##
**Logical systems. I: Internal calculi.**
*(English)*
Zbl 1370.03086

The article is the first in a series of three, the others not yet published at the time of writing this review. The purpose of these articles is to lay down a 2-categorical approach to logical systems.

This paper, after introducing the necessary preliminaries, poses and answers two questions:

The key notion to answer the former question is discreteness, Definition 1.2 in the paper. By cleverly using this notion, the author extends the definition of fibred/internal connectives and polymorphism to an arbitrary 2-category with a notion of discreteness. Also, the concept of internally closed connectives is analysed and an appropriate extension of the naive approach is proposed and justified.

Then, a 2-functor realising any finitely complete 2-category \(\mathbb{C}\) with a notion of discreteness in the 2-category of the categories internal to discrete \(\mathbb{C}\)-objects is constructed so that the functor preserves internal connectives and polymorphic objects. This realisation maps \(\mathbb{C}\) to a full 2-subcategory if and only if the discrete objects are dense; it has a left adjoint if and only if \(\mathbb{C}\) has codescent objects of discrete truncated cosimplicial diagrams. Although very technical, these results generalise the more usual fibrational definitions when considered in the world of enriched categories.

Another contribution of the paper is that it shows that, when a 2-category is sufficiently rich, then its objects cannot have all the internal products unless degenerate. This result generalises Freyd’s theorem for categories internal to any tensored category.

Finally, it is proved that an object in a Cartesian 2-category is linearly complete if and only if it is linearly cocomplete. A direct consequence is that a category internal to a locally Cartesian closed category, which is worth reminding, allows to interpret dependent type theory, is internally complete if and only if it is internally cocomplete.

Despite the abundance of unavoidable technical concepts and proofs, this long and difficult article contains results, like the generalisation of Freyd’s theorem, which are worth alone the reading. And the overall picture which emerges provides a satisfying answer to the second question posed in the introduction.

This paper, after introducing the necessary preliminaries, poses and answers two questions:

- (1)
- what properties a 2-category must possess to allow establishing the connection among \(\lambda\)-calculus, logic, and categorical constructions which is usually referred to as the Curry-Howard isomorphism?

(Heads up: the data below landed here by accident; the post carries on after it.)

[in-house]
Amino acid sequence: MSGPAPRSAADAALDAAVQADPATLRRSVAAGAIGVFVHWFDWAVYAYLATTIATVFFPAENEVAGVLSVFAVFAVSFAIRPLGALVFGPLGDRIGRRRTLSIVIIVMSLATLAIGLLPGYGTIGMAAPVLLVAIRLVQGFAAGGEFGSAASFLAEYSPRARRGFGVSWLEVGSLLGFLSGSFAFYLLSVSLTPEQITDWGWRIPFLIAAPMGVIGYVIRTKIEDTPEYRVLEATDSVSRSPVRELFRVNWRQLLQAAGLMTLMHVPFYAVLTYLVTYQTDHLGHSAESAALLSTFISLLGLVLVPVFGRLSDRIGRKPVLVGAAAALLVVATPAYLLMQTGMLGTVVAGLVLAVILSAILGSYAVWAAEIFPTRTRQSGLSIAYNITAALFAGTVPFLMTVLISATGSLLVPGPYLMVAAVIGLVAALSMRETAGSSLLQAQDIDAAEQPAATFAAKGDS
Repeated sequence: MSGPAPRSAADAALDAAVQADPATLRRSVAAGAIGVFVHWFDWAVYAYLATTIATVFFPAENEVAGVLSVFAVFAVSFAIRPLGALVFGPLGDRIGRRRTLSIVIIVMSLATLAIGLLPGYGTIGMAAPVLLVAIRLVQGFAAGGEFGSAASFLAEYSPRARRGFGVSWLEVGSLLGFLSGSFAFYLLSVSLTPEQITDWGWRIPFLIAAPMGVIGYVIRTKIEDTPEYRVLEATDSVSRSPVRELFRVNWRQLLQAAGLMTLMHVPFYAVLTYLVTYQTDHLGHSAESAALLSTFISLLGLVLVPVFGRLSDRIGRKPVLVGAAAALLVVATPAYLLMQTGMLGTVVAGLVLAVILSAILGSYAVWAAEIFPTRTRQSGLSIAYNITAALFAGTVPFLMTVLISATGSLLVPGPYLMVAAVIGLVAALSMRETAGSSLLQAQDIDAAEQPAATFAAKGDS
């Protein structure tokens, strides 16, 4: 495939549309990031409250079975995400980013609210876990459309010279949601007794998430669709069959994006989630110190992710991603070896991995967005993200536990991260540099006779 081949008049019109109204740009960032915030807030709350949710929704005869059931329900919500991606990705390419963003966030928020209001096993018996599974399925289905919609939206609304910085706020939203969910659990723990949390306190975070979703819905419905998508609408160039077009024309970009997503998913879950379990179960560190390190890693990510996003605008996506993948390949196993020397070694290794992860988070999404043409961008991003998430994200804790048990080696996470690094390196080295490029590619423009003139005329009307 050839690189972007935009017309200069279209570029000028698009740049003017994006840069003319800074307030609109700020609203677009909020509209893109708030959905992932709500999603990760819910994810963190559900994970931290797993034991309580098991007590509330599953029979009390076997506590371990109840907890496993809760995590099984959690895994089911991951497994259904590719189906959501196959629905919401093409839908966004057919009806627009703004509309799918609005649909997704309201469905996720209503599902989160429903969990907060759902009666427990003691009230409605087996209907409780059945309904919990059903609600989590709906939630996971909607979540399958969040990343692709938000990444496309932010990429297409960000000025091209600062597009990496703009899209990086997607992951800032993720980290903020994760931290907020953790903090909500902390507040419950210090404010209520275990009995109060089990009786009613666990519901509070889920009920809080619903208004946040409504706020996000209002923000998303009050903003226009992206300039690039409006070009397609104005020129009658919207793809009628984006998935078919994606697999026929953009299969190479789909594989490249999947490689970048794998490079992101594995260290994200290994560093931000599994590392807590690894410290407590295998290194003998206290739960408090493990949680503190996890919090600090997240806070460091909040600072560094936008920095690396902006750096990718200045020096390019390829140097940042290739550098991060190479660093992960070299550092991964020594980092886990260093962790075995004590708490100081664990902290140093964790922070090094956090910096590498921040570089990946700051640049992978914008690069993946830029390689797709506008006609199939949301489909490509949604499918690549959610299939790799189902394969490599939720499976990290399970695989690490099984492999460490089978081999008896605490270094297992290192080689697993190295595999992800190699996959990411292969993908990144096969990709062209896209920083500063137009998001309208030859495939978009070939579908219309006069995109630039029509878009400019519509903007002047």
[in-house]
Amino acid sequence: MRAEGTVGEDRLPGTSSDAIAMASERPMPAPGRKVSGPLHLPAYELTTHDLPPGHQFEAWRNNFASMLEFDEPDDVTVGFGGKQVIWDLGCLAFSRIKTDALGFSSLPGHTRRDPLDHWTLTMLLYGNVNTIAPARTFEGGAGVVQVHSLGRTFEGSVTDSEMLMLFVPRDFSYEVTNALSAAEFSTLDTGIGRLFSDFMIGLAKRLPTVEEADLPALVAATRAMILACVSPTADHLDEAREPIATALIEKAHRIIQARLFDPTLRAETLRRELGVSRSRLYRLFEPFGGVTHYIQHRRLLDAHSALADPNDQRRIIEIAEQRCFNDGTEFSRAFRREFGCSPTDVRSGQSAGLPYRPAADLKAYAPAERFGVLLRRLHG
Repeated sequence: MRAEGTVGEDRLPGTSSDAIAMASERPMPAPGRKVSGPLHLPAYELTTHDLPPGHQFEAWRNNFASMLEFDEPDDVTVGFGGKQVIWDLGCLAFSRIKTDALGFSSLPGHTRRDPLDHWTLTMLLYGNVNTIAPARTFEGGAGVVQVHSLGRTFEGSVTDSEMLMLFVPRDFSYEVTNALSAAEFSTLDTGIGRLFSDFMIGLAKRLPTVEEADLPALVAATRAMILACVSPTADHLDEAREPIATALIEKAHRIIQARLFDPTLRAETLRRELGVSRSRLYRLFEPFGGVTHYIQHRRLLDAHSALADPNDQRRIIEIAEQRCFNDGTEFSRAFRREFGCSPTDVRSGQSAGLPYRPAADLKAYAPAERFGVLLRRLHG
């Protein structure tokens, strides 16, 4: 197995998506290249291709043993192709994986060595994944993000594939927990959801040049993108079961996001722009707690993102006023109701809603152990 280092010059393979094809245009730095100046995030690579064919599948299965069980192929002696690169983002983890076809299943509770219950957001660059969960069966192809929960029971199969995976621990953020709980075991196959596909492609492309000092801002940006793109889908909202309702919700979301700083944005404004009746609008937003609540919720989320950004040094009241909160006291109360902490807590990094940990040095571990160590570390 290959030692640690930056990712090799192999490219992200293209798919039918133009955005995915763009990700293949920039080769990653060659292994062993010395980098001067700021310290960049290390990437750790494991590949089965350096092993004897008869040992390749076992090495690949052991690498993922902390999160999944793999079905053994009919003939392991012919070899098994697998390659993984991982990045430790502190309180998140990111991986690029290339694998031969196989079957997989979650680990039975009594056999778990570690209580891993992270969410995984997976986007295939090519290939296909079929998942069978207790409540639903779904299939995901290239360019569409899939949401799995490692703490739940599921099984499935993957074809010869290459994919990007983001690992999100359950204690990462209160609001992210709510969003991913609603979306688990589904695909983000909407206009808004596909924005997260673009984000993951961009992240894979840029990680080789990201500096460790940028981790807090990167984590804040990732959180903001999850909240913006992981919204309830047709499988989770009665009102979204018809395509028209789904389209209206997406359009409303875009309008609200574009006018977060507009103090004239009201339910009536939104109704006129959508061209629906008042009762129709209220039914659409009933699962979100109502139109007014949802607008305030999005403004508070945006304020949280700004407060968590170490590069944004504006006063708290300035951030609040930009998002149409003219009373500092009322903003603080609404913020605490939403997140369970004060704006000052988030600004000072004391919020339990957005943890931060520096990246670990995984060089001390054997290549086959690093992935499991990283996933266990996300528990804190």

- (2)
- what can be gained by those properties?

The key notion to answer the former question is discreteness, Definition 1.2 in the paper. By cleverly using this notion, the author extends the definition of fibred/internal connectives and polymorphism to an arbitrary 2-category with a notion of discreteness. Also, the concept of internally closed connectives is analysed and an appropriate extension of the naive approach is proposed and justified.

Then, a 2-functor realising any finitely complete 2-category \(\mathbb{C}\) with a notion of discreteness in the 2-category of the categories internal to discrete \(\mathbb{C}\)-objects is constructed so that the functor preserves internal connectives and polymorphic objects. This realisation maps \(\mathbb{C}\) to a full 2-subcategory if and only if the discrete objects are dense; it has a left adjoint if and only if \(\mathbb{C}\) has codescent objects of discrete truncated cosimplicial diagrams. Although very technical, these results generalise the more usual fibrational definitions when considered in the world of enriched categories.

Another contribution of the paper is that it shows that, when a 2-category is sufficiently rich, then its objects cannot have all the internal products unless degenerate. This result generalises Freyd’s theorem for categories internal to any tensored category.

Finally, it is proved that an object in a Cartesian 2-category is linearly complete if and only if it is linearly cocomplete. A direct consequence is that a category internal to a locally Cartesian closed category, which is worth reminding, allows to interpret dependent type theory, is internally complete if and only if it is internally cocomplete.

Despite the abundance of unavoidable technical concepts and proofs, this long and difficult article contains results, like the generalisation of Freyd’s theorem, which are worth alone the reading. And the overall picture which emerges provides a satisfying answer to the second question posed in the introduction.

Reviewer: Marco Benini (Buccinasco)

### MSC:

03G30 | Categorical logic, topoi |

18A15 | Foundations, relations to logic and deductive systems |

18D05 | Double categories, \(2\)-categories, bicategories and generalizations (MSC2010) |

18D15 | Closed categories (closed monoidal and Cartesian closed categories, etc.) |

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\textit{M. R. Przybylek}, J. Pure Appl. Algebra 221, No. 2, 449--489 (2017; Zbl 1370.03086)

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